Wartime Schooldays

 

Stan Kelsey remembers the early years of the war, when he was attending St Nicholas School: 

"There was an air raid shelter in the school in the boys playground, that was a blast shelter for the boys to dive into. Where you go in where the nursery is, it was down there just on the beginning of the playground. That’s where the kids who lived out of town had to go. The local kids had to run home!"

"When the sirens went everybody dashed out of school to go home. The sirens went one dinnertime, we were running down the Blundells and a jerry plane was flying round the brickworks chimneys. My dad was in the coal yard (at the station) and said if he had a 12 bore he could’ve shot it. It circled round, a Heinkel or something, but it got here as the sirens went! Circled round, then all of a sudden there was fighter, out of nowhere and in the distance you could hear tatatatat, they reckon it was shot down over Rugby somewhere. It was on reconnaissance I think. It was only just above the housetops."

"For the incendiaries, all us older ones were taught at school. The fire brigade went up there, made a ring of sand, filled with oil and lit it, and showed us how to put it out, and also how to put an incendiary out. I were only 13 years old! I look back and I think 'Kids today they wouldn’t know what they were doing!' "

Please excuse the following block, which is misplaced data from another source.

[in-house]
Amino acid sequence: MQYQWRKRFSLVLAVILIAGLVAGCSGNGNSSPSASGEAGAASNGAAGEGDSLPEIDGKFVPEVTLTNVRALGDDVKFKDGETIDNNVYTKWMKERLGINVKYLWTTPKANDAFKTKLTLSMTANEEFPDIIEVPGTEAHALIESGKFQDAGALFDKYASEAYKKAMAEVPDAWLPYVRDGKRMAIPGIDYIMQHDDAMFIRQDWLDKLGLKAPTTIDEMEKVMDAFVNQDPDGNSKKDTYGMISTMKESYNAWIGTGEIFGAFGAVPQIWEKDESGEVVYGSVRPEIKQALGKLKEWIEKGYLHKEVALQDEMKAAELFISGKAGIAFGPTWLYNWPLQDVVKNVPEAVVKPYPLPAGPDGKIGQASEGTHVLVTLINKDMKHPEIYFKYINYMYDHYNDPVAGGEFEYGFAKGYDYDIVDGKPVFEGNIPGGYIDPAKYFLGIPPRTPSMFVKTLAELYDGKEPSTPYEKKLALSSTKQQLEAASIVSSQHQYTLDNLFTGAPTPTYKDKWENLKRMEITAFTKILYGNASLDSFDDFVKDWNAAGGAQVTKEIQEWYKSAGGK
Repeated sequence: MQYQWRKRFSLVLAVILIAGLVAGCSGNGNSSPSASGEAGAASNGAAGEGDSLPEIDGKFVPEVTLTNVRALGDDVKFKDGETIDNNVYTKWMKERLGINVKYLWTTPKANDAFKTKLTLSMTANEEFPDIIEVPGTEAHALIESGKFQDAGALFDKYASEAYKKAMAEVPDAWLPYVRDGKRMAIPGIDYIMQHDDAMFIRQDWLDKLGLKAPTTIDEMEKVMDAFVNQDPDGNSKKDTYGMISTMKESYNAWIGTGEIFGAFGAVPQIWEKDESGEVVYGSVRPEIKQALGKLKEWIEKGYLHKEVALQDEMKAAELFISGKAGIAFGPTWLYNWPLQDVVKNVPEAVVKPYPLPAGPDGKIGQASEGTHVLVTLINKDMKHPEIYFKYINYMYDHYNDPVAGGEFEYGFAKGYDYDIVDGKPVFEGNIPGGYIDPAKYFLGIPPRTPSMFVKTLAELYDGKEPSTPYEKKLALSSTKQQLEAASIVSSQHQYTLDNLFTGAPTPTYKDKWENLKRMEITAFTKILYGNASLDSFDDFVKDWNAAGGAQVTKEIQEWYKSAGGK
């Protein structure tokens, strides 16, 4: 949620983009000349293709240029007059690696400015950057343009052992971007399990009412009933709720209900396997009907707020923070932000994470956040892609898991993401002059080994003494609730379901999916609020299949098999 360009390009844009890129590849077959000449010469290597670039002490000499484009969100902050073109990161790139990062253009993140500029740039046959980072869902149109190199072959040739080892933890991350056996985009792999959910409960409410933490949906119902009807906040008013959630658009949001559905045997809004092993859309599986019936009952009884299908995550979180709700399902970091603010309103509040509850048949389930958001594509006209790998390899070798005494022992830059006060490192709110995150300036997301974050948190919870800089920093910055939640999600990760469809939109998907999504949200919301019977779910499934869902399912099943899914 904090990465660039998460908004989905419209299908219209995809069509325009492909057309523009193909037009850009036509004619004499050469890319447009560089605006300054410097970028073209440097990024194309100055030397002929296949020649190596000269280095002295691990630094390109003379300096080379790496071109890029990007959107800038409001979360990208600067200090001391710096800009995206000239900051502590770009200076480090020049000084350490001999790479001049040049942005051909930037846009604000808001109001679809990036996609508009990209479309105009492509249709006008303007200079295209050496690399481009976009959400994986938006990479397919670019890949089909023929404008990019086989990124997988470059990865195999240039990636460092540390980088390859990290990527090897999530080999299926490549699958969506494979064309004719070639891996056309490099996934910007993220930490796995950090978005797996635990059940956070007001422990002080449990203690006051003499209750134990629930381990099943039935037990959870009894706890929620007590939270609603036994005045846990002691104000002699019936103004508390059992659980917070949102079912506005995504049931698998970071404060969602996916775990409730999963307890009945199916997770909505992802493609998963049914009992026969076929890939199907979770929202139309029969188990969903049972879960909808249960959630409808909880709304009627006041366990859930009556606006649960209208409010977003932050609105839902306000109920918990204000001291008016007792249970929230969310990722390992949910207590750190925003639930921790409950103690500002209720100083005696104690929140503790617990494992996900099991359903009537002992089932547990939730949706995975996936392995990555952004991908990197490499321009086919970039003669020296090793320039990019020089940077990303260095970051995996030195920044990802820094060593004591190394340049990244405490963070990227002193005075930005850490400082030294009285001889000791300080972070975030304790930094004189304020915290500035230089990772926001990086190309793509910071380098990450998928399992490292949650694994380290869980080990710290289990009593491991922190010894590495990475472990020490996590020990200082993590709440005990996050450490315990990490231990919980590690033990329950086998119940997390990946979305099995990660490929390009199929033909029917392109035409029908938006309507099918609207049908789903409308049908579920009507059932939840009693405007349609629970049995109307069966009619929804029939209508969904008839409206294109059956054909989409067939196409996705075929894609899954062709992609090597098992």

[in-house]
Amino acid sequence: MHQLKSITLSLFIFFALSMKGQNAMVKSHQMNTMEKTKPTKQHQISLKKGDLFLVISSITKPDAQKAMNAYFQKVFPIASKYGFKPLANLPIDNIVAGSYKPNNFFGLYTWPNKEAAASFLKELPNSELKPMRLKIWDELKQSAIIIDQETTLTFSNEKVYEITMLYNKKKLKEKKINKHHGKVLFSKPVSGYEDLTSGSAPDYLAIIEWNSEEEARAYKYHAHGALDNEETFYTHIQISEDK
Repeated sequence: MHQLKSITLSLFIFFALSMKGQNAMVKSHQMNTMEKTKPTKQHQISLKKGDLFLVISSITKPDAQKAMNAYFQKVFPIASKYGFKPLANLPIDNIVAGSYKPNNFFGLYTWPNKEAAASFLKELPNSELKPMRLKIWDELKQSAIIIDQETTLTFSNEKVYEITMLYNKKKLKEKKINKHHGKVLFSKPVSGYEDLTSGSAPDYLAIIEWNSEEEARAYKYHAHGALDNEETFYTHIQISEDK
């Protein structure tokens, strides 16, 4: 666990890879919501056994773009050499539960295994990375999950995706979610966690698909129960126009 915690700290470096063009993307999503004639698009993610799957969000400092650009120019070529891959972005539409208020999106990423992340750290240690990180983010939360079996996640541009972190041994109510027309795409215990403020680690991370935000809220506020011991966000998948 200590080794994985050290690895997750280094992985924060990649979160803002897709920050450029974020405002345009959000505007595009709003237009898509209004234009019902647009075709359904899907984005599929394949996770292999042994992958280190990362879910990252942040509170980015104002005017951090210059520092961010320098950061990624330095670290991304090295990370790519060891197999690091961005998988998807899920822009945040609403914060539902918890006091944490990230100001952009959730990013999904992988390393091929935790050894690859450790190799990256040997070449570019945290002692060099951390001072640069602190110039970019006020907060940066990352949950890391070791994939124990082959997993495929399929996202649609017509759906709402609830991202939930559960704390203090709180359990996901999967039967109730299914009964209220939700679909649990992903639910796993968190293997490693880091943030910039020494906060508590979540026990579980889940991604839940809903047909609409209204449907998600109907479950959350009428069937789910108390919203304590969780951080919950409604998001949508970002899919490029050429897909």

"When we got into the top classes, we did gardening. They didn’t dig the field up but all round the school they dug all the borders up and I had a carrot patch.  When we harvested them they were all stored on the landing near the cloakroom in a big wooden box of sand. The carrots were kept in the sand for when they were needed. The girls had cookery lessons and cooked the meals for the kids that stopped at school for dinners, we grew all the stuff. All they bought was the meat.  All that was turned into gardens, potatoes, cabbage, we were learning gardening.  Girls of 14ish, so many each day would do the cooking under supervision. I left school in 1941, age 14."

"The Abbey End explosion took out many of the windows of St Nicholas, which was then closed for a while. Many school days were only half days. We used to get taken to the castle for history lessons or the Abbey Fields."

"That was a thing at school, who got the biggest bit of shrapnel! We would collect bits on the way to school in the morning."

"I used to go with my dad on fire watch, we had tin hats. I always used to sit with me mate on the chapel wall on the corner of Albion Street and Spring Lane. Half the time they were coming over and going all over the place, you could sit there, and they’d go over. The older people used to come out and take it in turns just in case there were any fires."

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